Wednesday, November 14, 2001

Cities trying to squeeze county for more money

Through The Citizen editor's courtesy, I have often been permitted to present comments on the local political scene which I hope have been helpful to our county citizens. The occasional feedback I have been getting has been overwhelmingly positive. I might observe that The Citizen did a great job in allowing the candidates in our recent municipal elections to present their views, and I suspect thoughtful citizens were greatly helped in the process. After all, what's the point of voting if you don't know what you're voting for!

When I was a kid, I observed that there were kids who liked to see other people get into fights. They'd even encourage them to get into fights. It was great entertainment for them as spectators, and they weren't the ones to suffer the bruises and eventual punishment.

The thrill of a fight is always more fun if you aren't the one getting hurt and suffering the consequences. The county and the cities are currently engaging in a fight over tax equity where the people getting hurt aren't the politicians but the taxpayers. The taxpayers are financing both the direct costs (lawyers) and the indirect costs of this fight (in government employee time, wasted elected official time and energy, etc.). It's time it comes to an end.

From that standpoint, then, one should welcome the judicial intervention we're going through.

It would be nice if this skirmish would come to an ending that produces fair results. I have explained before (in The Citizen) that there is no such thing as real tax equity in life. One reason the rich pay more is because, as Willie Sutton used to say on why he robbed banks, that's where the money is. You can't micromeasure the value of what you get from the government and compare it with what you pay.

The gist of the problem we are now facing apparently comes from the 1997 Service Delivery Act, which those readers who may want to look it up at the public library will find in sections 36-70-20 to -28 of the Georgia Code. One sentence of that Act seems to be causing all the trouble. This is what it says: When the county and one or more municipalities jointly fund a county-wide service, the county share of such funding shall be borne by the unincorporated residents, individuals, and property owners that receive the service.

This sentence is buried in the middle of text which suggests that if a city provides water and sewer service to its residents, the city residents shouldn't be made to pay county taxes diverted toward providing water and sewer services for residents of the unincorporated part of the county. That sounds fair enough. When provided by the government, these services have traditionally been billed separately, to each taxpayer individually and generally in proportion to his use, and city residents should not have to subsidize residents of unincorporated areas of the county. There is no problem with this in Fayette County.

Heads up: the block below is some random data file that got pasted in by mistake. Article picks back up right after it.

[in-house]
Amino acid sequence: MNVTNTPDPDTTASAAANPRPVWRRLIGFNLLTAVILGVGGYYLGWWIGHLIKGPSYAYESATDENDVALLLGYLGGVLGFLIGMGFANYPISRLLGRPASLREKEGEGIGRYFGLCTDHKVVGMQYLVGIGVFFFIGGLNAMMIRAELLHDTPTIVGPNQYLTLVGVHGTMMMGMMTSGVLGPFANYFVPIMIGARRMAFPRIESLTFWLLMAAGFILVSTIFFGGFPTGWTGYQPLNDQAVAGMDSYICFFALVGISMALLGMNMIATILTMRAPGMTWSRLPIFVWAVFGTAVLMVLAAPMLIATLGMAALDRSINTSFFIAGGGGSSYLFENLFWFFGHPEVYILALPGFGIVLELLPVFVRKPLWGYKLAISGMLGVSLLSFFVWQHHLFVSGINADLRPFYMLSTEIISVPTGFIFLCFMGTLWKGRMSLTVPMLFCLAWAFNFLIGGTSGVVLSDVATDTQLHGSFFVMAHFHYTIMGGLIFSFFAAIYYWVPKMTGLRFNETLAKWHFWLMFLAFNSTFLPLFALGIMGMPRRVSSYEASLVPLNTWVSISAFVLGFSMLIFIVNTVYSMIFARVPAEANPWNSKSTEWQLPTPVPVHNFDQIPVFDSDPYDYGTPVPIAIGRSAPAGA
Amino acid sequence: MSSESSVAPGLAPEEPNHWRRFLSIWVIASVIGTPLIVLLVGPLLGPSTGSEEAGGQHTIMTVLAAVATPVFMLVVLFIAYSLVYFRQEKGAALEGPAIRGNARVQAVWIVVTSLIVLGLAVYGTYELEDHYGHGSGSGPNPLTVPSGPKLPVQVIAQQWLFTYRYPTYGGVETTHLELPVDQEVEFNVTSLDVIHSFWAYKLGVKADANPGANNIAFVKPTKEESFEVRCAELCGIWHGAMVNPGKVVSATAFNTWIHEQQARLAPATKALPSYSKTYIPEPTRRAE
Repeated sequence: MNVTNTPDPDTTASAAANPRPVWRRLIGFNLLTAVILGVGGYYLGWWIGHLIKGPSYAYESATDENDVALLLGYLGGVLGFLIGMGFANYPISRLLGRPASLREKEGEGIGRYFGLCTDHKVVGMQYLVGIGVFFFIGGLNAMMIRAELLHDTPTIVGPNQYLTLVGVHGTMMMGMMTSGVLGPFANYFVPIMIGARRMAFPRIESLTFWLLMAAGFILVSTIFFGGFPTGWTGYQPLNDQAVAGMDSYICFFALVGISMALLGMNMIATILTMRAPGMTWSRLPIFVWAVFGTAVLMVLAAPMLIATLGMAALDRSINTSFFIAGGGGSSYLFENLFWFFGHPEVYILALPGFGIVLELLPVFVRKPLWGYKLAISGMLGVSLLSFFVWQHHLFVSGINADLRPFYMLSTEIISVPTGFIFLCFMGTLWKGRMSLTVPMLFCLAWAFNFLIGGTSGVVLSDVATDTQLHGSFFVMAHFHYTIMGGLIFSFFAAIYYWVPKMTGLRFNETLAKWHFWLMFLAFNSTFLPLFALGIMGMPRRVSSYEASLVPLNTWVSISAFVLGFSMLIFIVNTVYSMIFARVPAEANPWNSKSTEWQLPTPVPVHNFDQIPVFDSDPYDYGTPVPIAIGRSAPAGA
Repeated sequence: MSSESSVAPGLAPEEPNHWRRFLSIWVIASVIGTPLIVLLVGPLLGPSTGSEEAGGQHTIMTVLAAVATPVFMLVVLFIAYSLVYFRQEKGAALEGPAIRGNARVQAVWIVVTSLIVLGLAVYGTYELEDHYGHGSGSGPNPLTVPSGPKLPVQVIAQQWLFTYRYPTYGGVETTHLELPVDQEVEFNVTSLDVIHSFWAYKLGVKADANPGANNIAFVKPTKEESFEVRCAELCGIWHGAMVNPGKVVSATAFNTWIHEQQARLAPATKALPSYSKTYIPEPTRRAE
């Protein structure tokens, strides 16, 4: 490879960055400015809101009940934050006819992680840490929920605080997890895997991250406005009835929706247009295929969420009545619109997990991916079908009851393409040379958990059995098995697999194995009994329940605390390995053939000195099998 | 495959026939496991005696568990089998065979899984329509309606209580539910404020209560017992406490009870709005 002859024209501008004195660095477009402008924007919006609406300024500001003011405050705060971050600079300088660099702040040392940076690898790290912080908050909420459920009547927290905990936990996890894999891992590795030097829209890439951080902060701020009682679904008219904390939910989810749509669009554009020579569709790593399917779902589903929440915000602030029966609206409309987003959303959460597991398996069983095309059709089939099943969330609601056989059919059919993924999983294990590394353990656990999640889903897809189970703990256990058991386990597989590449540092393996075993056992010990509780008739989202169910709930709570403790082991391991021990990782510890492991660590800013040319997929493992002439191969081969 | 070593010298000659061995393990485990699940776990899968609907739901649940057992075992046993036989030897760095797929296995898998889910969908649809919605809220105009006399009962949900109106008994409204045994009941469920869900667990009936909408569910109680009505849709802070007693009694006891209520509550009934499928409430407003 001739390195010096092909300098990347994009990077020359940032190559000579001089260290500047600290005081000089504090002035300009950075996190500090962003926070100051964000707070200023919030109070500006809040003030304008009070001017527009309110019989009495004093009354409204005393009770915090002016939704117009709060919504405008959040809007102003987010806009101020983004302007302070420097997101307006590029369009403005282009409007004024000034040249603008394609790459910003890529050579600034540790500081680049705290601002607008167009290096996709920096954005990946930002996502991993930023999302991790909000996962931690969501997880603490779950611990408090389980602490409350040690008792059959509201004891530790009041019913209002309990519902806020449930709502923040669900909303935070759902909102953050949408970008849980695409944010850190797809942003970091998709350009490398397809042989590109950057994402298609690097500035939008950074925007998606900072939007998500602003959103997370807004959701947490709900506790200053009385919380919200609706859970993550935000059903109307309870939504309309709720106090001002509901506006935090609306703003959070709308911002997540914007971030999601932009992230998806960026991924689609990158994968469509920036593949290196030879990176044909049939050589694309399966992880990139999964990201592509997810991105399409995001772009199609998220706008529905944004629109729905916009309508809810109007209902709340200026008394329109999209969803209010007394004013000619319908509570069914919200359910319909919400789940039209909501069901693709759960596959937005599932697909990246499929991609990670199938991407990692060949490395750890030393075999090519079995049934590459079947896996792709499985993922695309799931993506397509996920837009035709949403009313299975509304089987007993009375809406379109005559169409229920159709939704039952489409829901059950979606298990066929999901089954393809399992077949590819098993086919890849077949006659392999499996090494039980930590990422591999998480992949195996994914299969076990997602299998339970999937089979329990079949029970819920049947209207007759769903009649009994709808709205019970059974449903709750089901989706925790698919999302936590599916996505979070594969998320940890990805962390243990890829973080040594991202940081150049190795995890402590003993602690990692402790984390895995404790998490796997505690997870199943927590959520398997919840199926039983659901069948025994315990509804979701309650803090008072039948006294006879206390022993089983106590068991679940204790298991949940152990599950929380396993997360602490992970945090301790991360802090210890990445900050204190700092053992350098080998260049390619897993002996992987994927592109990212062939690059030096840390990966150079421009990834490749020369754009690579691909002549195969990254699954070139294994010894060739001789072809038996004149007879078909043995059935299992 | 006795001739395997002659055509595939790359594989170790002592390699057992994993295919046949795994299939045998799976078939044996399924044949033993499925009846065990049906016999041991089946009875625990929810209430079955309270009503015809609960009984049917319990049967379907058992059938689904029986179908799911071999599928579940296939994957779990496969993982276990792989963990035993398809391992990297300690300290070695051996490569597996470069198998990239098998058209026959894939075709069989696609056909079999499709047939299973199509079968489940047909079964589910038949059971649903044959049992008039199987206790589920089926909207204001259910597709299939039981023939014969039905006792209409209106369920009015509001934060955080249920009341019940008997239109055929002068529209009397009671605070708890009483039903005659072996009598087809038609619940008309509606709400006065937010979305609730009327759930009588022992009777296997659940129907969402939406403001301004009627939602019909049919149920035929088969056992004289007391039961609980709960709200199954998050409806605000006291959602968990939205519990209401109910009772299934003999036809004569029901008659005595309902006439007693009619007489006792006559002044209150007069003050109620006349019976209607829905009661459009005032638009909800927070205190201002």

Seizing upon the sentence I have quoted, the city governments of Peachtree City, Fayetteville and Tyrone have been asserting, among other claims, that the "county share" of expenses for our county courts should be in proportion to population. The county has replied back that a lot of businesses file lawsuits, and bring charges for bad checks, and most of these businesses are located in these cities. The jail might provide another interesting example. Since there is much more criminal activity in the cities than in the county, how do you allocate the cost of building and maintaining the county jail? Who is receiving the service here anyway, the people on the outside or the people on the inside?

I won't bore the readers with the many more examples I could bring up, but the cities have engaged in a huge nitpicking exercise in an effort to squeeze a few more bucks out of the county. The cities' claim is boring everybody to death, and doing what the cities want finds its theological equivalent in the age-old question of how many angels can dance on the point of a pin.

If the cities were really interested in tax equity, we might look at the number of children in our public schools who come from the cities, and compare that with the number who come from the unincorporated part of the county. If the cities are found to have a greater proportion of children in our schools than their proportion of the county population, would they be willing to pay more school tax?

This fight is about ego, and the silliness has gone on long enough. The cities should call off their dogs. Nobody in the county is ripping off the folks who live in the cities. Y'all get a life!

Claude Y. Paquin

Fayette County

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